This short delay allows the ewe to reach her full size and physical maturity and reduces the risk of complications during the subsequent pregnancy and birth.
Are Sheep Fertile at All Times?
Sometimes. Sheep are polyestrous seasonal breeders. This means they are at peak fertility in a specific season (the fall) but most still enter estrus regularly throughout the year, and some remain highly fertile all year long.
Most breeds of sheep come into their breeding season in the fall, when the days start to shorten. This cycle ensures that lambs are born in the spring when conditions are more optimal for survival.
Nonetheless, some breeds show a less pronounced seasonal pattern and may breed almost year-round. Note that this is the exception, rather than the rule, with sheep!
How Often Will a Sheep Go Into Heat?
A ewe will come into “heat”, or estrus, every 16 days or so until she becomes pregnant during her season, even if that season is a year long.
Each period of heat lasts for about 30 hours, plus or minus, during which the ewe is receptive to a male.
You can notice behavioral changes in a ewe during this time, such as increased restlessness and vocalization, which signals to prospective mates that she is ready to mate!
How Many Lambs Will a Sheep Carry at Once?
Usually 1 or 2. Most commonly a ewe will give birth to just 1 or two 2 at a time, but it’s not unheard of for a healthy ewe to occasionally have 3 lambs during one pregnancy, although this typically increases the chance of complications significantly.
The chance of a larger “litter” is largely dependent on genetics and chance, though also on the breed of the sheep and the ewe’s age, health and nutritional status.
Remember: multiple births can pose a greater risk to the ewe and to the lambs, so it’s even more important for you to identify a multiple birth early, especially triplets, and provide the needed care, checkups and nutrition to your ewe if you want here and her lambs to survive.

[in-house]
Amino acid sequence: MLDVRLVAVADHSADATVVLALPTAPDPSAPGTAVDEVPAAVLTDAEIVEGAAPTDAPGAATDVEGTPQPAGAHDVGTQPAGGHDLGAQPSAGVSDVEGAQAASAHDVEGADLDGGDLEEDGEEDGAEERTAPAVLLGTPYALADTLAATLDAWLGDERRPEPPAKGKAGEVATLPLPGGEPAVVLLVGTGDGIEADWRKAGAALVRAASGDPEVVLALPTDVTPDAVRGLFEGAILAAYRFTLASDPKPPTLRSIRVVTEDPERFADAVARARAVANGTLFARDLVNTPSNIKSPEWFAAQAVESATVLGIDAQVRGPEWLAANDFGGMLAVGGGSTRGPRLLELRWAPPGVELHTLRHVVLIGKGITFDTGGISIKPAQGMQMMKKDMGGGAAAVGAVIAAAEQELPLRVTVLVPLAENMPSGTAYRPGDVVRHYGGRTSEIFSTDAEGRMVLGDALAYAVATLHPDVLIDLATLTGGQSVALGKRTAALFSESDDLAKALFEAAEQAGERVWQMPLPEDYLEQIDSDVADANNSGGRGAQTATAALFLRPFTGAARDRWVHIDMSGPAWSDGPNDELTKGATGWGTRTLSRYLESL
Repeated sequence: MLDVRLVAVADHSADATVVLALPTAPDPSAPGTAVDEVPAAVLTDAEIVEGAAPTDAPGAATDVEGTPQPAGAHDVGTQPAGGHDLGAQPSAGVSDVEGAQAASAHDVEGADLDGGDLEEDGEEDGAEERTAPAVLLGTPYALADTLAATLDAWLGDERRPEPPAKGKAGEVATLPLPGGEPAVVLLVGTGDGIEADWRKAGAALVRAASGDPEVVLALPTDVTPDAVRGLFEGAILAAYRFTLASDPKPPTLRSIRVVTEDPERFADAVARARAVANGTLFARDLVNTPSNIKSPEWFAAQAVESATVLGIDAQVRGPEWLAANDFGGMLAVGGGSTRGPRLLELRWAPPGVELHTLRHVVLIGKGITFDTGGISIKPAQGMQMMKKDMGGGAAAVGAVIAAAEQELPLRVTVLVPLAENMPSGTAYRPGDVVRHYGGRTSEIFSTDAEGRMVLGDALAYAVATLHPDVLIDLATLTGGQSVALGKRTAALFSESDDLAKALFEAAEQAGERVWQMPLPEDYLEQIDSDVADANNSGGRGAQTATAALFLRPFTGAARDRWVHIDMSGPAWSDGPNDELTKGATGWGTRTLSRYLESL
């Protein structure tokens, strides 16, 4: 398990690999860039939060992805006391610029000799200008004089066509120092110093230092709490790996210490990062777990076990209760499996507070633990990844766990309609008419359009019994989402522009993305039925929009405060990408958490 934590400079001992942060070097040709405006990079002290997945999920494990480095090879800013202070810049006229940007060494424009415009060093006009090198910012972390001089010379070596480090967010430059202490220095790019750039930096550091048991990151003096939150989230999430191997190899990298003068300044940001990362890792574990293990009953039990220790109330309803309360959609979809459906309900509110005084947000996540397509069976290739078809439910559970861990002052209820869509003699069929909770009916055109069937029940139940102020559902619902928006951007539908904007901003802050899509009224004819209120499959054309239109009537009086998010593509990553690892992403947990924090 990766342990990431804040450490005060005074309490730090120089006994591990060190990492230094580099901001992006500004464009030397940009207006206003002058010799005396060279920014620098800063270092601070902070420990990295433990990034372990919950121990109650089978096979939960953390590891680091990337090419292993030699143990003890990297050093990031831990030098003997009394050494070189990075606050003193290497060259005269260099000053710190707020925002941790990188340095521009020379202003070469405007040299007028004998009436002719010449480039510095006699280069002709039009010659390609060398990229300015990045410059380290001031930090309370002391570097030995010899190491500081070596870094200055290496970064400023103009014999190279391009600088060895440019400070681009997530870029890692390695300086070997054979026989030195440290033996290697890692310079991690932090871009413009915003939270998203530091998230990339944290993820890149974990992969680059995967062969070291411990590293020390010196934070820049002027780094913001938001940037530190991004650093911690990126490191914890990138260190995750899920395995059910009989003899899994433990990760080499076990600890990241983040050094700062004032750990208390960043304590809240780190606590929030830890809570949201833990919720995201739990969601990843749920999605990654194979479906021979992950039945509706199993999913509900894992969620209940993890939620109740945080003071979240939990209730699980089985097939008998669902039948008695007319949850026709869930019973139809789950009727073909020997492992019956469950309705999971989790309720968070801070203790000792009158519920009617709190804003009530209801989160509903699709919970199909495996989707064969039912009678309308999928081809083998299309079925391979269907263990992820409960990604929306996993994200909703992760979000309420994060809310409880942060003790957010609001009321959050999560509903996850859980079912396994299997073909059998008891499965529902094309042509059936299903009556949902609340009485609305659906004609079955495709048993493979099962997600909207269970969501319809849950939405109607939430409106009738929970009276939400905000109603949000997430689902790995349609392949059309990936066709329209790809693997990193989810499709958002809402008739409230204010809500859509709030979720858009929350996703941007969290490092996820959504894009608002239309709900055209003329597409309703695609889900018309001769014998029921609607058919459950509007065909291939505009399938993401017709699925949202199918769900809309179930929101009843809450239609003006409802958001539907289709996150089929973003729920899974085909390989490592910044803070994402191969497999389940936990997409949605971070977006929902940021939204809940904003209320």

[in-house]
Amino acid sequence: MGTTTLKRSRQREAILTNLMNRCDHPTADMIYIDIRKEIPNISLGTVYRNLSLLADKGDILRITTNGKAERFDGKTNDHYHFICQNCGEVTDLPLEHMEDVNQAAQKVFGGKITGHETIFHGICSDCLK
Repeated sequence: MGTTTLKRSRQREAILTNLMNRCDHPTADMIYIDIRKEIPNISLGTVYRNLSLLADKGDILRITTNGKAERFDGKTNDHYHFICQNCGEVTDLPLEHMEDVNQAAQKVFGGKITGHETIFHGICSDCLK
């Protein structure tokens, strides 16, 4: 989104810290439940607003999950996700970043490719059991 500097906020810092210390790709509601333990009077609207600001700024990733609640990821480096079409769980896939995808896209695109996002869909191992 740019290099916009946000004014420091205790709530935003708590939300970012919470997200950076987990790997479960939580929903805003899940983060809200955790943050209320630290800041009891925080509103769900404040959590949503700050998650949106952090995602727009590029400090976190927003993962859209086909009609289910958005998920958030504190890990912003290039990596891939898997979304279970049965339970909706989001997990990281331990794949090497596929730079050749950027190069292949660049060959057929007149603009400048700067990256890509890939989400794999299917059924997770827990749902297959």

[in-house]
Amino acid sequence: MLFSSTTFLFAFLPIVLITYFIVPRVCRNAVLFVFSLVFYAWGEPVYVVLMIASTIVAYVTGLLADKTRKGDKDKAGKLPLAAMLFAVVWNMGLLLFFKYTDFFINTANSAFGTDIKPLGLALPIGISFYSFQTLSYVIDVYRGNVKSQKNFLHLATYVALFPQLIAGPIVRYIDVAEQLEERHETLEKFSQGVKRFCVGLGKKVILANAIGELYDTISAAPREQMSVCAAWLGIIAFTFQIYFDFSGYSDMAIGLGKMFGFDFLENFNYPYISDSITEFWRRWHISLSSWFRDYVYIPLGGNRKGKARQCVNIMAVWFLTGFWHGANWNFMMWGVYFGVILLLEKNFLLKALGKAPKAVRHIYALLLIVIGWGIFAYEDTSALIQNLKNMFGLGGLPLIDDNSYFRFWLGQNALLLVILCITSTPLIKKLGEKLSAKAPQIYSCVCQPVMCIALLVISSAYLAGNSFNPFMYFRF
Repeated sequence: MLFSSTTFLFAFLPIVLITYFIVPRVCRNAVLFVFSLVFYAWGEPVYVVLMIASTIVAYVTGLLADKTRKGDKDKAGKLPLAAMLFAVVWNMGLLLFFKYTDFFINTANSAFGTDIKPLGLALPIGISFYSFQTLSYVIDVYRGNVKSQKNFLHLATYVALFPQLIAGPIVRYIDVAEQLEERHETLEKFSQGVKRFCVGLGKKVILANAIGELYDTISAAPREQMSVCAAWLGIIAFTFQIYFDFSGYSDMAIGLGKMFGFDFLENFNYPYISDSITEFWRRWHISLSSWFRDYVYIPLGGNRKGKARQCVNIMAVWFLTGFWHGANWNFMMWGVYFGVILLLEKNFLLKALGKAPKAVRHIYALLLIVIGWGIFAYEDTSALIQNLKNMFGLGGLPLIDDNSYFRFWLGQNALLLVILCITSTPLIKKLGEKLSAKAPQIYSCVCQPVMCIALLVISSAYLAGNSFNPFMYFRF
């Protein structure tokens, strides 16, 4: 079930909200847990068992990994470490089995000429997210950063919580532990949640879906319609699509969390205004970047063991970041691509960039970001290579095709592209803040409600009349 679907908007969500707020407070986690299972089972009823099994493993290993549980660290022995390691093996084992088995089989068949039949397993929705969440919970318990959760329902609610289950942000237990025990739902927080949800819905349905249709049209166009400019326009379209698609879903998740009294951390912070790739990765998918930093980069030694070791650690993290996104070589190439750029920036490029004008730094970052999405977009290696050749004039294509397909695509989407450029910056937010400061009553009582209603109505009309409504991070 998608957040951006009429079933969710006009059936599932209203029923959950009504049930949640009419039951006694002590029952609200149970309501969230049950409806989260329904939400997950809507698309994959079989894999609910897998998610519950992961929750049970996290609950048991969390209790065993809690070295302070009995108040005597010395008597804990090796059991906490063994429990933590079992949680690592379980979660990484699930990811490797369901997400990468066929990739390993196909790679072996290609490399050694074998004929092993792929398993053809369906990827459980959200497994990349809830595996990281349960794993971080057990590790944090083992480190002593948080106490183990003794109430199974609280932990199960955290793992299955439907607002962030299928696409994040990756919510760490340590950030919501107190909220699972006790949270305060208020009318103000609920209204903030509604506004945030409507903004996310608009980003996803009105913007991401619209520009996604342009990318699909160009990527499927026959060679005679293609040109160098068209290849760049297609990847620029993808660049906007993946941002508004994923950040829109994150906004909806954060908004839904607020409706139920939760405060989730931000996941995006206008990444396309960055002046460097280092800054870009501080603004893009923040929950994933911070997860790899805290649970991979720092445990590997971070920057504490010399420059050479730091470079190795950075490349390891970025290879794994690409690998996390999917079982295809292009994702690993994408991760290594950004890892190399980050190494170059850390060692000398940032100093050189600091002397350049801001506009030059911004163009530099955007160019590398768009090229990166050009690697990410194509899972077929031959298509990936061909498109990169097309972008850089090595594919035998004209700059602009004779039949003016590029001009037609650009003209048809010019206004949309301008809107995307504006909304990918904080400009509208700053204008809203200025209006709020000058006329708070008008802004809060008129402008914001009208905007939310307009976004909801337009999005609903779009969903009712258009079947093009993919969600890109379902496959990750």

Can Sheep Get Pregnant Twice in the Same Year?
The answer is, technically, yes. Given that the gestation period for sheep is about five months, it’s possible for a ewe to have two pregnancies in a year.
However, this isn’t ideal for the ewe’s health, and often, farmers will manage their breeding program to prevent this from happening. More on this in the next section.
How Many Lambs Can Sheep Have in a Year?
It depends on the breeding schedule of the shepherd, but most commonly, they can birth 2 to 4 lambs in total per year, depending on how many she has per gestation and how often she is bred.
This is because each pregnancy takes about 5 months.
Now, even though a ewe becomes fertile again quickly after pregnancy, and this can be capitalized on by shepherds, it is rarely a good idea.
Again, rapidly repeated pregnancy is highly taxing on the ewe’s health!
Good shepherds strive to give ewes lots of rest and recovery between lambings, often opting for just one delivery a year. This ensures the well-being of the ewe and ultimately, healthier lambs.
Another thing to keep in mind is that if you breed a ewe too much or too often this significantly increases the chances of her either perishing during birthing, or rejecting her lamb.
This will create additional complications for you because now you’ll have a “bottle baby” or you’ll need to struggle to find a surrogate mother for the newborn lamb.
Tom has lived and worked on farms and homesteads from the Carolinas to Kentucky and beyond. He is passionate about helping people prepare for tough times by embracing lifestyles of self-sufficiency.